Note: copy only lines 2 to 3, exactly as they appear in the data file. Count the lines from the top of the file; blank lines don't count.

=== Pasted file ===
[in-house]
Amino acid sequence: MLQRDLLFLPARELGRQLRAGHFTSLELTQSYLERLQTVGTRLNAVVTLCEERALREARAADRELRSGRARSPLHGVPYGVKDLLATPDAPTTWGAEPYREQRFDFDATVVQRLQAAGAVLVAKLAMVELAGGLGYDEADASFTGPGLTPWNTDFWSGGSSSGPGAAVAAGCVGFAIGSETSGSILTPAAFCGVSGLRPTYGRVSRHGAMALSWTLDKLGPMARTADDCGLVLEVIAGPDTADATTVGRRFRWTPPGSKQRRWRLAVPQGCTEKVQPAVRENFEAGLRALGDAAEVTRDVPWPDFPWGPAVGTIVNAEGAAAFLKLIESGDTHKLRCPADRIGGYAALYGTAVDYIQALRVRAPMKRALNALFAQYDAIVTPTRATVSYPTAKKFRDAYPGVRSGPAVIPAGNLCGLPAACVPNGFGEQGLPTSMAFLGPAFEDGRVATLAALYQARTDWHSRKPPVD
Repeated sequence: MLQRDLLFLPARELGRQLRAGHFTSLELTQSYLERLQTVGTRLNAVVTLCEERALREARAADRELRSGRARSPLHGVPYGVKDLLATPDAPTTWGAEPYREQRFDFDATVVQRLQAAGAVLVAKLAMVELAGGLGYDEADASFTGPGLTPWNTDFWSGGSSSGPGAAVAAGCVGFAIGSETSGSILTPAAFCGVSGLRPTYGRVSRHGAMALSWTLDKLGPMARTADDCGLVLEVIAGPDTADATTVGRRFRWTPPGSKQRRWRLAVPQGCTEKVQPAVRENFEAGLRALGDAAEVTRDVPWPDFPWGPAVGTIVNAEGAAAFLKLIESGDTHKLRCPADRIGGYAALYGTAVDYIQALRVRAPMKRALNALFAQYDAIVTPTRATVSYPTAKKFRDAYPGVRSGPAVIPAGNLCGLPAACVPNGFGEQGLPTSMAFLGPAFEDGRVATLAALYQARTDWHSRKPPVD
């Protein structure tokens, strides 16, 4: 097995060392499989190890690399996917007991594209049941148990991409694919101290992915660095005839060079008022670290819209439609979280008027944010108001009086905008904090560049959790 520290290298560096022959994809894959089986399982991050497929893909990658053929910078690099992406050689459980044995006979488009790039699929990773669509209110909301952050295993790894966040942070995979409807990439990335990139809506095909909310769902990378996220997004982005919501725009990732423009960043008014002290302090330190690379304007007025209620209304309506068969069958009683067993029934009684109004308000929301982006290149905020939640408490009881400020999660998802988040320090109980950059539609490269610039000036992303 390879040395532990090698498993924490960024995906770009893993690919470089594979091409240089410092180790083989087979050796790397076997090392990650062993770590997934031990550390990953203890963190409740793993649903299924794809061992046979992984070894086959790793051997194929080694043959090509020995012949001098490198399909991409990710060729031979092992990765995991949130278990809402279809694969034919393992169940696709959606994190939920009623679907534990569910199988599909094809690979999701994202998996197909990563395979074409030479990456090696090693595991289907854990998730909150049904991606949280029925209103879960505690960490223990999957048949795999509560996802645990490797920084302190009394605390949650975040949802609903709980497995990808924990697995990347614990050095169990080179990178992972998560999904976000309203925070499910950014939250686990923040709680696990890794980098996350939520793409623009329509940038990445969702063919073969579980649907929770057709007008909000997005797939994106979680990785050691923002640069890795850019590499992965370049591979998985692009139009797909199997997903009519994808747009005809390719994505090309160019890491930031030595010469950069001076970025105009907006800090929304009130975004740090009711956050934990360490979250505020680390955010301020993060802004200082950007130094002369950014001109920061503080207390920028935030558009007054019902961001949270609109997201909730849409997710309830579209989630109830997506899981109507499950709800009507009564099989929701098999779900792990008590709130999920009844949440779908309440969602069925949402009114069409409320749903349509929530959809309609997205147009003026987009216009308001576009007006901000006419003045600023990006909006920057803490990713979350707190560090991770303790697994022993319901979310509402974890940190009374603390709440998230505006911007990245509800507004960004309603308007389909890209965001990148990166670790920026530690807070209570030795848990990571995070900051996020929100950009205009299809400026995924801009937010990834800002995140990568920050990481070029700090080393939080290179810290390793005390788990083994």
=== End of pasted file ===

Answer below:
Amino acid sequence: MLQRDLLFLPARELGRQLRAGHFTSLELTQSYLERLQTVGTRLNAVVTLCEERALREARAADRELRSGRARSPLHGVPYGVKDLLATPDAPTTWGAEPYREQRFDFDATVVQRLQAAGAVLVAKLAMVELAGGLGYDEADASFTGPGLTPWNTDFWSGGSSSGPGAAVAAGCVGFAIGSETSGSILTPAAFCGVSGLRPTYGRVSRHGAMALSWTLDKLGPMARTADDCGLVLEVIAGPDTADATTVGRRFRWTPPGSKQRRWRLAVPQGCTEKVQPAVRENFEAGLRALGDAAEVTRDVPWPDFPWGPAVGTIVNAEGAAAFLKLIESGDTHKLRCPADRIGGYAALYGTAVDYIQALRVRAPMKRALNALFAQYDAIVTPTRATVSYPTAKKFRDAYPGVRSGPAVIPAGNLCGLPAACVPNGFGEQGLPTSMAFLGPAFEDGRVATLAALYQARTDWHSRKPPVD
Repeated sequence: MLQRDLLFLPARELGRQLRAGHFTSLELTQSYLERLQTVGTRLNAVVTLCEERALREARAADRELRSGRARSPLHGVPYGVKDLLATPDAPTTWGAEPYREQRFDFDATVVQRLQAAGAVLVAKLAMVELAGGLGYDEADASFTGPGLTPWNTDFWSGGSSSGPGAAVAAGCVGFAIGSETSGSILTPAAFCGVSGLRPTYGRVSRHGAMALSWTLDKLGPMARTADDCGLVLEVIAGPDTADATTVGRRFRWTPPGSKQRRWRLAVPQGCTEKVQPAVRENFEAGLRALGDAAEVTRDVPWPDFPWGPAVGTIVNAEGAAAFLKLIESGDTHKLRCPADRIGGYAALYGTAVDYIQALRVRAPMKRALNALFAQYDAIVTPTRATVSYPTAKKFRDAYPGVRSGPAVIPAGNLCGLPAACVPNGFGEQGLPTSMAFLGPAFEDGRVATLAALYQARTDWHSRKPPVD